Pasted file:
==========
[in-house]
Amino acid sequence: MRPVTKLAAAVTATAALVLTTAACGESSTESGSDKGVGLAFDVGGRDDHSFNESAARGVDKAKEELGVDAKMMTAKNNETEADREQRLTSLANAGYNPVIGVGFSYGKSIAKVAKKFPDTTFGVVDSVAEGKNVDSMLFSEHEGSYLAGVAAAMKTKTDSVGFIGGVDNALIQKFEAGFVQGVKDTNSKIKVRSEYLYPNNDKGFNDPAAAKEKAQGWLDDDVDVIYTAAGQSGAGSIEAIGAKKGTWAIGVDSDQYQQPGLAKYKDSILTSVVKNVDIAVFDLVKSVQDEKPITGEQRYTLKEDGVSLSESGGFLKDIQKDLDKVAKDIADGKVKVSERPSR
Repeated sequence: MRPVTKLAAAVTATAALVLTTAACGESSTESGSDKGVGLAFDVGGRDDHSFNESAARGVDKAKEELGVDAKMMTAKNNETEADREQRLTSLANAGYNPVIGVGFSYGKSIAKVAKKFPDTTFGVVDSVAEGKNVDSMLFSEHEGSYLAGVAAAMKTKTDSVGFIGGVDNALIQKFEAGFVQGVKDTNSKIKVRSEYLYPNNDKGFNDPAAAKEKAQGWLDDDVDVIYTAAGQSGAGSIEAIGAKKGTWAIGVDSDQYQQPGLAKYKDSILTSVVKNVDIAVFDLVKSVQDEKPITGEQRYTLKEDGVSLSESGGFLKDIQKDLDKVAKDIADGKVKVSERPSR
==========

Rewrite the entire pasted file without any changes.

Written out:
[in-house]
Amino acid sequence: MRPVTKLAAAVTATAALVLTTAACGESSTESGSDKGVGLAFDVGGRDDHSFNESAARGVDKAKEELGVDAKMMTAKNNETEADREQRLTSLANAGYNPVIGVGFSYGKSIAKVAKKFPDTTFGVVDSVAEGKNVDSMLFSEHEGSYLAGVAAAMKTKTDSVGFIGGVDNALIQKFEAGFVQGVKDTNSKIKVRSEYLYPNNDKGFNDPAAAKEKAQGWLDDDVDVIYTAAGQSGAGSIEAIGAKKGTWAIGVDSDQYQQPGLAKYKDSILTSVVKNVDIAVFDLVKSVQDEKPITGEQRYTLKEDGVSLSESGGFLKDIQKDLDKVAKDIADGKVKVSERPSR
Repeated sequence: MRPVTKLAAAVTATAALVLTTAACGESSTESGSDKGVGLAFDVGGRDDHSFNESAARGVDKAKEELGVDAKMMTAKNNETEADREQRLTSLANAGYNPVIGVGFSYGKSIAKVAKKFPDTTFGVVDSVAEGKNVDSMLFSEHEGSYLAGVAAAMKTKTDSVGFIGGVDNALIQKFEAGFVQGVKDTNSKIKVRSEYLYPNNDKGFNDPAAAKEKAQGWLDDDVDVIYTAAGQSGAGSIEAIGAKKGTWAIGVDSDQYQQPGLAKYKDSILTSVVKNVDIAVFDLVKSVQDEKPITGEQRYTLKEDGVSLSESGGFLKDIQKDLDKVAKDIADGKVKVSERPSR